Isolated pons involvement in Posterior Reversible Encephalopathy Syndrome: Case report and review of the literature

M. Ferrara, Pietro Di Viesti, Vincenzo Inchingolo, R. Latino, T. Popolizio, S.A. De Cosmo, F. Pugliese, M.A. Leone

Research output: Contribution to journalArticlepeer-review


Background Posterior Reversible Encephalopathy Syndrome (PRES) is a clinical-radiological syndrome, usually reversible and with a favorable prognosis, which recognizes a variety of etiologies and clinical patterns and is likely due to an impairment in cerebral blood flow autoregulation. It is typically characterized by subcortical, predominantly parieto-occipital, vasogenic brain oedema in patients with acute-subacute neurological symptoms. Infratentorial oedema on neuroimaging has been mostly described in association with the typical supratentorial pattern and seldom as isolated. Case report We report a case of PRES with isolated pons involvement on MRI. A woman affected by Turner syndrome, epilepsy, slight mental deficiency, obesity and hypothyroidism, experienced a progressive gait and standing impairment, worsening in the last 2 weeks. At admission blood pressure was 220/110 mmHg. Brain MRI showed a wide FLAIR signal hyperintensity on T2-weighted sequences affecting the entire pons, without contrast enhancement. Clonidine, doxazosine, furosemide and telmisartan were effective in restoring normal blood pressure. Pons hyperintensity completely resolved on MRI 3 weeks later, together with return to normal neurological examination. Conclusions Though isolated infratentorial involvement in PRES recognizes several causes, hypertension, which is a common feature in Turner syndrome, would have played a key role in our case with solely pons MRI T2-hyperintensity. © 2016 The Author(s)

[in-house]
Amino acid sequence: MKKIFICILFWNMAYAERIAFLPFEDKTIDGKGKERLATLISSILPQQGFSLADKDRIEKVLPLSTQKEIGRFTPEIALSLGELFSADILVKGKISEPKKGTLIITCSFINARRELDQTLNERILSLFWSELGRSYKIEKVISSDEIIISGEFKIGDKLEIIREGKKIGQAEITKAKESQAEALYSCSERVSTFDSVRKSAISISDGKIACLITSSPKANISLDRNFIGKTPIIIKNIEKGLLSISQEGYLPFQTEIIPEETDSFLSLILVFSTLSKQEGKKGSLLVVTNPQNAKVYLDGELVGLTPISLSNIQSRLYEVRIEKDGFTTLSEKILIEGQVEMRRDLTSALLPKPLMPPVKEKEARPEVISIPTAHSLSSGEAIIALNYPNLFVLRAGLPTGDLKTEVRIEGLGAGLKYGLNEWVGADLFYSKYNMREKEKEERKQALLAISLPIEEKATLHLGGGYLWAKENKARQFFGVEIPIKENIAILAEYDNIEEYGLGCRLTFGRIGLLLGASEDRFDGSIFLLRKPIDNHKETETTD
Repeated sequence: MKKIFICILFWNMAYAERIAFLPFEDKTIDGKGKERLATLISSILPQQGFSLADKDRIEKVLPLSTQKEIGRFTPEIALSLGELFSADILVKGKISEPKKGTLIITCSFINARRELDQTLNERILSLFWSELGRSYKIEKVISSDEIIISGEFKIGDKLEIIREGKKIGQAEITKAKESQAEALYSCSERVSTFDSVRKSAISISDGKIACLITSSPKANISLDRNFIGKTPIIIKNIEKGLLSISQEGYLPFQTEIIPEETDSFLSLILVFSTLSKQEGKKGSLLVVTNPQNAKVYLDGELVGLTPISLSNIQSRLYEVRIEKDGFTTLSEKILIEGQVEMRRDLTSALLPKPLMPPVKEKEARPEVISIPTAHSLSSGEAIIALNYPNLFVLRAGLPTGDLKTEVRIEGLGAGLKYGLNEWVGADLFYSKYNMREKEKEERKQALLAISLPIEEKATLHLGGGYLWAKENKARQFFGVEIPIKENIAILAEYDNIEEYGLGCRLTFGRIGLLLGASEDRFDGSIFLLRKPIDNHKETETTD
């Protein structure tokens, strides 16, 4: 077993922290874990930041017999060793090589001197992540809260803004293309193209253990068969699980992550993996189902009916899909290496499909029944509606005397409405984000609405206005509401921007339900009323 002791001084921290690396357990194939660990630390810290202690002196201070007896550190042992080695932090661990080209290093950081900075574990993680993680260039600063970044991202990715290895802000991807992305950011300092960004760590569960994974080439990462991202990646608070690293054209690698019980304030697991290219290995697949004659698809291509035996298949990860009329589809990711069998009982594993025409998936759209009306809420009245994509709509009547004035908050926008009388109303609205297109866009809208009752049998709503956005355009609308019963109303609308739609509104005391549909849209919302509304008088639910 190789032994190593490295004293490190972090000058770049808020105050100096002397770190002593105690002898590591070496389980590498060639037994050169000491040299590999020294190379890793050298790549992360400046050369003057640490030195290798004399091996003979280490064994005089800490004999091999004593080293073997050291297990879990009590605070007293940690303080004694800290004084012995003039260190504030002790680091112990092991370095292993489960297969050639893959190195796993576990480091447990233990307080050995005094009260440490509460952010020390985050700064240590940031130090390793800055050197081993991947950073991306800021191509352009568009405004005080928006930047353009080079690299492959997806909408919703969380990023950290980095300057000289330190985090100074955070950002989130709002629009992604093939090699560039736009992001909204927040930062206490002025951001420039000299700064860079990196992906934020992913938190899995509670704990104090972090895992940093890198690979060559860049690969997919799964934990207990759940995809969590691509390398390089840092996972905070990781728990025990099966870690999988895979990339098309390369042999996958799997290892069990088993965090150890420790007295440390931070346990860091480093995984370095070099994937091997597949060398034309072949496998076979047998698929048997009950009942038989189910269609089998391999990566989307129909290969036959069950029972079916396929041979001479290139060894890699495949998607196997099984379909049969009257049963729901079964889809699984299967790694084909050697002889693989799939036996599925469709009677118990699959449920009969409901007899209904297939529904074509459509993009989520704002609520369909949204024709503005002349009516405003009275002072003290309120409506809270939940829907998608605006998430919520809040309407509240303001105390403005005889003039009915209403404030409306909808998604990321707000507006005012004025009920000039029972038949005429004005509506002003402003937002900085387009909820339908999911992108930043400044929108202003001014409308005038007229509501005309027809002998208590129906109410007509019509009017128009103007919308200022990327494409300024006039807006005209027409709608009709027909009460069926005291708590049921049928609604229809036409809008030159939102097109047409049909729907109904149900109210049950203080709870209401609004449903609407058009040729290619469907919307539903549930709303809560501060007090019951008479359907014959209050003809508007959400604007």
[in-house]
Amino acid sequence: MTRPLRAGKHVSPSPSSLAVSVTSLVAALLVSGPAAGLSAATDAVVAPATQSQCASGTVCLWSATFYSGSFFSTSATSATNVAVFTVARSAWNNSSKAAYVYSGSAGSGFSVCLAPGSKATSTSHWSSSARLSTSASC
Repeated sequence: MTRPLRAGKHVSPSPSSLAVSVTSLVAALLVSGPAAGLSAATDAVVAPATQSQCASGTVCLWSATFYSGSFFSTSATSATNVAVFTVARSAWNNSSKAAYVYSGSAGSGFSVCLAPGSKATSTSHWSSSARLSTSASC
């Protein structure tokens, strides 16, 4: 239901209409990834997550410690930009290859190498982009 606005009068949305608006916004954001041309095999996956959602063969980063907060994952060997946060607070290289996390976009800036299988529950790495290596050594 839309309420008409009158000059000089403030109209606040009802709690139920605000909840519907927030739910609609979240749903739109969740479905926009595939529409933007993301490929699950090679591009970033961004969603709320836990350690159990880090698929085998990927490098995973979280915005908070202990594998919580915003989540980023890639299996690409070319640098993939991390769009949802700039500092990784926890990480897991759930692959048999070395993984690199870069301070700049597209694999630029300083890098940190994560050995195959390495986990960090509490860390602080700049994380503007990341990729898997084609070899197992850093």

Original languageEnglish
Pages (from-to)51-54
Number of pages4
Publication statusPublished - 2017


  • A typical Posterior Reversible Encephalopathy Syndrome
  • Clinico-radiological dissociation
  • Infratentorial vasogenic oedema
  • Pontine oedema


Dive into the research topics of 'Isolated pons involvement in Posterior Reversible Encephalopathy Syndrome: Case report and review of the literature'. Together they form a unique fingerprint.

Cite this